HBO - with fewer and fewer children all around(except for a few boards) and less and less money boards will have to move to share facilities.

Smart boards have been doing so for some time. Others...not so much.

Education Reporter said...

Anon 17 Feb. 14:11
I'm not aware of any studies that have been completed on the longer-term impact of school closures on the communities that hosted them.

It's a very tricky analysis filled with caveats for a rural community. Schools are not often the first community support to depart a rural settlement. Private-sector businesses and other public-sector services can and often do precede a school departure, which only aggravates the concern within the community when a school is selected as part of a review.

Also, you need to consider who chooses to live in rural communities, and what their birth and fertility rates are. As rural populations become an ever-smaller proportion of our overall population (Read: increasing urbanization of our population), the will to continue to invest significant capital for the benefit of a shrinking proportion of the population would get more and more difficult to support. In the same breath, would it be fair to condemn those students to early and mid-20th century school facilities when their urban peers have the latest and greatest?

A long way of answering your question, but I would be interested in seeing such a study myself if one were to be properly conducted.


James said...

Nice Post !

Thanks for the resource link. I found more information from resource link. I'm collecting this type of information for my personal collection.


James - Student of Toronto college

Anonymous said...

The Avon Maitland DSB did a study on this a few years ago. Specifically how closure affects students but I believe the study touched on the community as well.


Education Reporter said...


Coincidental that the AMDSB was one of the first boards I thought of-- the high school closure in Seaforth and its conversion to an elementary school.

This would be a very lengthy study if it were to be done properly. The researcher(s) would need to try and isolate a school closure's impact from everything else that contributes to the real/perceived decline of rural Canada. That's not an easy task, and anyone making the link between school closures and the decline of a rural settlement would have to have a lot of backup info to prove it.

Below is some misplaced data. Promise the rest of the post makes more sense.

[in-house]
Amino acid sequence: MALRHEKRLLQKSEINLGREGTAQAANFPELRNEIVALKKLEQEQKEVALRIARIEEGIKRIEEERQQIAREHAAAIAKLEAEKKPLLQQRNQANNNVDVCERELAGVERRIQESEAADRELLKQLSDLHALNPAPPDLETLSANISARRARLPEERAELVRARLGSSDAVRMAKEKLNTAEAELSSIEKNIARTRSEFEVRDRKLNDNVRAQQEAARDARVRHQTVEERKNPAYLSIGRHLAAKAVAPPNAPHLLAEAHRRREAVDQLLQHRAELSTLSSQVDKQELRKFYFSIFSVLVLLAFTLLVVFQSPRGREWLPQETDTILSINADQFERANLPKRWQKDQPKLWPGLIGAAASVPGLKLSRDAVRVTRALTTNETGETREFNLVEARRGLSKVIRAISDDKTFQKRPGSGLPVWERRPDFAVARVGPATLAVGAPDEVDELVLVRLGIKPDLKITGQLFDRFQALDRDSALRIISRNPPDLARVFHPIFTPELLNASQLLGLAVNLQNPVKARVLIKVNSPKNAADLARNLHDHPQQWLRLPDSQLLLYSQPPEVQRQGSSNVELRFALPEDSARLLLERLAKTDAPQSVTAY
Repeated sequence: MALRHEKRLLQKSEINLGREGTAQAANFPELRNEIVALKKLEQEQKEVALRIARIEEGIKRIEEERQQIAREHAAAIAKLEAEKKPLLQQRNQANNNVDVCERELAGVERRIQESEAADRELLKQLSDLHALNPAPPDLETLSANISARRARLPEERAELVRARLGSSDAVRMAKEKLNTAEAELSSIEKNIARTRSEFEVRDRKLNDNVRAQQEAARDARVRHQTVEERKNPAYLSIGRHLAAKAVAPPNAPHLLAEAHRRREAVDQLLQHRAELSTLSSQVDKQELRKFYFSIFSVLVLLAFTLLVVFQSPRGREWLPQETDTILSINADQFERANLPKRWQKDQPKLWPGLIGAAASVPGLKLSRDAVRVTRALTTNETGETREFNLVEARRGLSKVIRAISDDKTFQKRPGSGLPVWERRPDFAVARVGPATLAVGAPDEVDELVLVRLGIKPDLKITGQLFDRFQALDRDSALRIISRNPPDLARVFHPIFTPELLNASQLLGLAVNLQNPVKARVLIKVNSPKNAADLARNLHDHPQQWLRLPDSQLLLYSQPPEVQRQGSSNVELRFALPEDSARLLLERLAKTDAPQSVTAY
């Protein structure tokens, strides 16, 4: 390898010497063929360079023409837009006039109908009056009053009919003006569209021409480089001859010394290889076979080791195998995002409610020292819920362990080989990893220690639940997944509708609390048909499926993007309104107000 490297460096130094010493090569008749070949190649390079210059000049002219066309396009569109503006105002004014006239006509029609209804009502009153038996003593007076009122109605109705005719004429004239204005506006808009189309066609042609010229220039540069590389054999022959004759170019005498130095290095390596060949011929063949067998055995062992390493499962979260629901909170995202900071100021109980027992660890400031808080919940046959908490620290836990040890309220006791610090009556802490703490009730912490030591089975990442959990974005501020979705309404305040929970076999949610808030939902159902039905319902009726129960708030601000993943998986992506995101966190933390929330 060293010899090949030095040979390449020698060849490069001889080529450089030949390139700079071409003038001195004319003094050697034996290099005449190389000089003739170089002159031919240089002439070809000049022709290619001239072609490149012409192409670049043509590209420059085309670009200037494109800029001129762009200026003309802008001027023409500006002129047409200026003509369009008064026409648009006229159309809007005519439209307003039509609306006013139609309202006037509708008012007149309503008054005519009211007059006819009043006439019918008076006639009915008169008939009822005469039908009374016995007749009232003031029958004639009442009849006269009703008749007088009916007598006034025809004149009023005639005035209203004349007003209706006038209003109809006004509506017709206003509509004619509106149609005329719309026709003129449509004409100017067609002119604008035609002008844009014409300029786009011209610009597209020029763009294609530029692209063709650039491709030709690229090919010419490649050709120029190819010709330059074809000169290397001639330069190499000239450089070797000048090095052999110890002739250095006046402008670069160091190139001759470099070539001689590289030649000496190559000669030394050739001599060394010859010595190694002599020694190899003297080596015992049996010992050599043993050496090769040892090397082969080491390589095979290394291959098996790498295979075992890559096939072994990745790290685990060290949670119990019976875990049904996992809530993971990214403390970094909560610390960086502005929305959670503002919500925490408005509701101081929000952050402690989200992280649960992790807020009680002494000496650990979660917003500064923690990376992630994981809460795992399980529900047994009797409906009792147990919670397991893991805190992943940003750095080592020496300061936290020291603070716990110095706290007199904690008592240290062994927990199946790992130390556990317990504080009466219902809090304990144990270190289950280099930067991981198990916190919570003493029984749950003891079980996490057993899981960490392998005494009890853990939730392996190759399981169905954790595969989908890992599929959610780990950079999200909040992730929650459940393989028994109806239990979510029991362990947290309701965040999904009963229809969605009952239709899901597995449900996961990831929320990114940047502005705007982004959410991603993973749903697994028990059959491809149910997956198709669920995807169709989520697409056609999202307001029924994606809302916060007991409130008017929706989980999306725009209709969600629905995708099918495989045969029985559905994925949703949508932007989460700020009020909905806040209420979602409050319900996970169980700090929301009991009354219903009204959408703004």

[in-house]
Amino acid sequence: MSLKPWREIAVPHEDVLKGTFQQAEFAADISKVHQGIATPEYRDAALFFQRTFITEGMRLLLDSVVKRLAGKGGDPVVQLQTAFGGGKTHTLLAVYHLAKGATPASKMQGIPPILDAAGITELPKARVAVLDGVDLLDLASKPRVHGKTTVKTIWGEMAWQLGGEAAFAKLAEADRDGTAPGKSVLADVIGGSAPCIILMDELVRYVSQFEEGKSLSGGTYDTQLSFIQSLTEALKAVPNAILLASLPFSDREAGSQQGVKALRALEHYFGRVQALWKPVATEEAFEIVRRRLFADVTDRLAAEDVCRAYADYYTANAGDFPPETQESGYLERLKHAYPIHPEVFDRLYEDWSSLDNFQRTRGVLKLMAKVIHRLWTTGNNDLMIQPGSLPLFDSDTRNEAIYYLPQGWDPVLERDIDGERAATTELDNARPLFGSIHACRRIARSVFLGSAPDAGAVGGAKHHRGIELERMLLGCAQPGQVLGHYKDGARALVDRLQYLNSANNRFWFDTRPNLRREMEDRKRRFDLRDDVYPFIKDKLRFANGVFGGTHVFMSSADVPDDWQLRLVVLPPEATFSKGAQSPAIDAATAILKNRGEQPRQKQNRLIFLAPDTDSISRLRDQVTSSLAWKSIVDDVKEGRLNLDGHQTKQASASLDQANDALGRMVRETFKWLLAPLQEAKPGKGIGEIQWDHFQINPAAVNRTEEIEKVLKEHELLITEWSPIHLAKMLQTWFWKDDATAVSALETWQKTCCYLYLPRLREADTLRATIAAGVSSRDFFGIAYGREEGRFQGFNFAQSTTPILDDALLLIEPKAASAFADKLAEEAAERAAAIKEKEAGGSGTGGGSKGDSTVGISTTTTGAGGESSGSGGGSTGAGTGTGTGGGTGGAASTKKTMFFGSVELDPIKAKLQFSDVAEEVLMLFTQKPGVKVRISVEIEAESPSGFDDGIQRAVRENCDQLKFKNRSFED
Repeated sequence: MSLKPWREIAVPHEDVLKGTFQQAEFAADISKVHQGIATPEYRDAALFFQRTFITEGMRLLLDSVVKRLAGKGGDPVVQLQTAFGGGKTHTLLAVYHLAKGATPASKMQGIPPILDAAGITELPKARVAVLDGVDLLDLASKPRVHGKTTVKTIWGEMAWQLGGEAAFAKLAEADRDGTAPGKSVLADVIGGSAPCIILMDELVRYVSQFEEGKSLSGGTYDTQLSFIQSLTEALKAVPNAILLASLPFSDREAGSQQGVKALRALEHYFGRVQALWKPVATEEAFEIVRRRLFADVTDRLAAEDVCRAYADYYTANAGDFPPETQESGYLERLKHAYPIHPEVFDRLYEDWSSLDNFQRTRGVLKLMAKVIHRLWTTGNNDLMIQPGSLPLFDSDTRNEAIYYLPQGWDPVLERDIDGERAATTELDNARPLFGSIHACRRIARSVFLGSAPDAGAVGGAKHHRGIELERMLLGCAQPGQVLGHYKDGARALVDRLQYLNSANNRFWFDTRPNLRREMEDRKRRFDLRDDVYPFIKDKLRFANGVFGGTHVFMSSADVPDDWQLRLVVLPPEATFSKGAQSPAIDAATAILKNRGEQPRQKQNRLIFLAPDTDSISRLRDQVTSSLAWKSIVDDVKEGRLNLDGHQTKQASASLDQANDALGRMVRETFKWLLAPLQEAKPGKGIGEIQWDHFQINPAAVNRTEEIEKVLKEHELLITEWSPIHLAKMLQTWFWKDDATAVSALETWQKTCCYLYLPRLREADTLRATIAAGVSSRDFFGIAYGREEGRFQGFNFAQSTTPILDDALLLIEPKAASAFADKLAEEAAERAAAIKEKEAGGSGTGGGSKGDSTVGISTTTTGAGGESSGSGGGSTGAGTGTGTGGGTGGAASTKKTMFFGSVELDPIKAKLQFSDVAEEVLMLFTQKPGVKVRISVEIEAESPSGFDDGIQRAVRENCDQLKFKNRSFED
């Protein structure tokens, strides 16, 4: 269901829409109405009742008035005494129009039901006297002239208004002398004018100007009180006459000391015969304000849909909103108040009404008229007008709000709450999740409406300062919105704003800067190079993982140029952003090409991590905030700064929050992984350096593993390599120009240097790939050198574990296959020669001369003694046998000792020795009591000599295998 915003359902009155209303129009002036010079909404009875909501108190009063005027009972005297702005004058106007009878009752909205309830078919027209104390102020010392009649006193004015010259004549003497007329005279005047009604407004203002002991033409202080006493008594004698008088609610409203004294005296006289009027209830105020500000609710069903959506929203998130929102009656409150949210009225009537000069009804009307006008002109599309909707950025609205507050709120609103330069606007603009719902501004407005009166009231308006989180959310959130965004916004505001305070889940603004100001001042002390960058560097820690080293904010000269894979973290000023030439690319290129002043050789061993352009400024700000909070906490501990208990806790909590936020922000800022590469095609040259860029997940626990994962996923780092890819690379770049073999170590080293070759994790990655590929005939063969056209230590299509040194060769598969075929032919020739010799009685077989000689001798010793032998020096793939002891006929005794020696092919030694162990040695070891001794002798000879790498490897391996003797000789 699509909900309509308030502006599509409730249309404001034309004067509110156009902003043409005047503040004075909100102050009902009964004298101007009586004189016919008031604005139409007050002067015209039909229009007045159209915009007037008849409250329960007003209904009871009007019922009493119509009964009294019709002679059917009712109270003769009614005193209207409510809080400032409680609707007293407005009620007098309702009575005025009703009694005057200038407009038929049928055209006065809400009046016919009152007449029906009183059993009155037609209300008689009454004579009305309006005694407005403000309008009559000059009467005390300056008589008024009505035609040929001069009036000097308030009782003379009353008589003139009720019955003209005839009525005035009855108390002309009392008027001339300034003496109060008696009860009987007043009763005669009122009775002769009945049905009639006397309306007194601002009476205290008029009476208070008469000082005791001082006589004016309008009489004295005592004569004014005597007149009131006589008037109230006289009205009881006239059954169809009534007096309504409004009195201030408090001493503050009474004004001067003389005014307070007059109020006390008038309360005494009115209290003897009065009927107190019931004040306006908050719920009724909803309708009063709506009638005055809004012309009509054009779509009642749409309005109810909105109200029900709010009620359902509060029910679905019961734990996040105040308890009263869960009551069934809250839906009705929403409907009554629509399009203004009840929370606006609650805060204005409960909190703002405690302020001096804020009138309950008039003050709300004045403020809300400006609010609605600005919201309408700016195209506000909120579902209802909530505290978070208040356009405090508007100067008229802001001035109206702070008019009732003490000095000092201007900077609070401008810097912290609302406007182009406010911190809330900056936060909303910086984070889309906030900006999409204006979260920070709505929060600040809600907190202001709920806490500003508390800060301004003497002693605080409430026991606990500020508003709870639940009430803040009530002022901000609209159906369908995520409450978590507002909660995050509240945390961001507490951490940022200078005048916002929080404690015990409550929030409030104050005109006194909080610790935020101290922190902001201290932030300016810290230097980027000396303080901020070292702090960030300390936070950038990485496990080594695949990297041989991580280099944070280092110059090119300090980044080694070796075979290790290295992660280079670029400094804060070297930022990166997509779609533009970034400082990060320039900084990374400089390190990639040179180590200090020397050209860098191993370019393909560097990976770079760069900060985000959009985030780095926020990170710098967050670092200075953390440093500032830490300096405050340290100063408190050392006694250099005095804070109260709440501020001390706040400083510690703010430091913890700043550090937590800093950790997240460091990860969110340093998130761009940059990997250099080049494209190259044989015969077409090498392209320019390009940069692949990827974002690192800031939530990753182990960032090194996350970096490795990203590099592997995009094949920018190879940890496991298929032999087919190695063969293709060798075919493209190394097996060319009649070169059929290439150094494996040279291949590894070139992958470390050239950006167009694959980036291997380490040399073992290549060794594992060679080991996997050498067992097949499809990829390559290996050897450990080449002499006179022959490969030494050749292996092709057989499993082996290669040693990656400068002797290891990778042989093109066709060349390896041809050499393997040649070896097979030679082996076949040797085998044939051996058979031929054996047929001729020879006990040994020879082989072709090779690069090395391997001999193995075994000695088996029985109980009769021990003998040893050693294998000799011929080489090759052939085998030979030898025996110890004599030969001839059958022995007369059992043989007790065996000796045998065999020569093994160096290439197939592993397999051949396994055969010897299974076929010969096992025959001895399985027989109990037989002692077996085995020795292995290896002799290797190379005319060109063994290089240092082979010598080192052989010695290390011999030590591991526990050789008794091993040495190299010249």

Anonymous said...

If I remember correctly the AMDSB report was commissioned and looked at the effects of school closure on students, families, teachers, and I'm pretty sure it touched on communities too.

It was done after the closures and moving 7 & 8s into high-schools in Stratford.

When I covered the Goderich Accommodation Reviews I had a copy that was given to me at an ARC meeting.

There was also a provincial study done on the impact of school closures, fixing the funding formula and developing a rural education strategy by Dr.James Downey.

By the way....Mended has been hijacked..sad what's going on over there, but it's pretty much diverted attention away from the politics of Bluewater DSB - don't know if that's a good thing or not.


HBO said...

There are certainly more opportunities for the students if the schools are larger and more centralized.

It's just bad news for a community when they lose a school, but the trend is less kids, more urbanization.

I heard some planning expert on CBC radio state that farming would be more efficient if all people moved to the city and huge farms were run by huge corporations. That's something to look forward to.

re: mend ed - it was a nice change of pace for the first 120 comments or so.

Anonymous said...

don't even bother visiting the mended blog. Some OSSTF guy's using it for his own entertainment.

very glad that ER started posting again. Mended's turning into a one-person three-ring circus.

Education Reporter said...

My ability to keep posting here regularly is dependent on what my paying schedule looks like. My employer is OK with letting me do this "in the open" but I don't often get the time to post from work.

That would be a dream, some day.